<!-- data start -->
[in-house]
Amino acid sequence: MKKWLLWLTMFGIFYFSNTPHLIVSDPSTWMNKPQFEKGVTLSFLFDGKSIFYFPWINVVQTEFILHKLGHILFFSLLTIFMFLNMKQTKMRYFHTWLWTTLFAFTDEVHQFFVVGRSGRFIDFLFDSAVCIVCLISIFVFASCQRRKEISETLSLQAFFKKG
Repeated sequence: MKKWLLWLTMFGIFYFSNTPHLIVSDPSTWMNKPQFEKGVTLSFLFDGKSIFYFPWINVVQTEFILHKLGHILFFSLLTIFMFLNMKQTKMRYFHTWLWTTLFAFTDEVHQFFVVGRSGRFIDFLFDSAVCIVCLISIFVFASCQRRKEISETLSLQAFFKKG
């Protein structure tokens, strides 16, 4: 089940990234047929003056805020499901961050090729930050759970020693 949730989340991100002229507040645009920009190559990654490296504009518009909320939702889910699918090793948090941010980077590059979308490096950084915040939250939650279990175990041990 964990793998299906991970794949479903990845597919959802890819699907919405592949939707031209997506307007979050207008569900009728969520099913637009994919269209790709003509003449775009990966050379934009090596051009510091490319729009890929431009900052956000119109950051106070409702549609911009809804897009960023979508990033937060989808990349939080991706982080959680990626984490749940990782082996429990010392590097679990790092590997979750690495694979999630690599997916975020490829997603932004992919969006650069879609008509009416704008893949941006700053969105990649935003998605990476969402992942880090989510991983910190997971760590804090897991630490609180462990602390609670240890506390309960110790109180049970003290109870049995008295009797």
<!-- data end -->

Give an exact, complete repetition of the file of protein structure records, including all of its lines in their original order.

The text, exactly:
[in-house]
Amino acid sequence: MKKWLLWLTMFGIFYFSNTPHLIVSDPSTWMNKPQFEKGVTLSFLFDGKSIFYFPWINVVQTEFILHKLGHILFFSLLTIFMFLNMKQTKMRYFHTWLWTTLFAFTDEVHQFFVVGRSGRFIDFLFDSAVCIVCLISIFVFASCQRRKEISETLSLQAFFKKG
Repeated sequence: MKKWLLWLTMFGIFYFSNTPHLIVSDPSTWMNKPQFEKGVTLSFLFDGKSIFYFPWINVVQTEFILHKLGHILFFSLLTIFMFLNMKQTKMRYFHTWLWTTLFAFTDEVHQFFVVGRSGRFIDFLFDSAVCIVCLISIFVFASCQRRKEISETLSLQAFFKKG
């Protein structure tokens, strides 16, 4: 089940990234047929003056805020499901961050090729930050759970020693 949730989340991100002229507040645009920009190559990654490296504009518009909320939702889910699918090793948090941010980077590059979308490096950084915040939250939650279990175990041990 964990793998299906991970794949479903990845597919959802890819699907919405592949939707031209997506307007979050207008569900009728969520099913637009994919269209790709003509003449775009990966050379934009090596051009510091490319729009890929431009900052956000119109950051106070409702549609911009809804897009960023979508990033937060989808990349939080991706982080959680990626984490749940990782082996429990010392590097679990790092590997979750690495694979999630690599997916975020490829997603932004992919969006650069879609008509009416704008893949941006700053969105990649935003998605990476969402992942880090989510991983910190997971760590804090897991630490609180462990602390609670240890506390309960110790109180049970003290109870049995008295009797």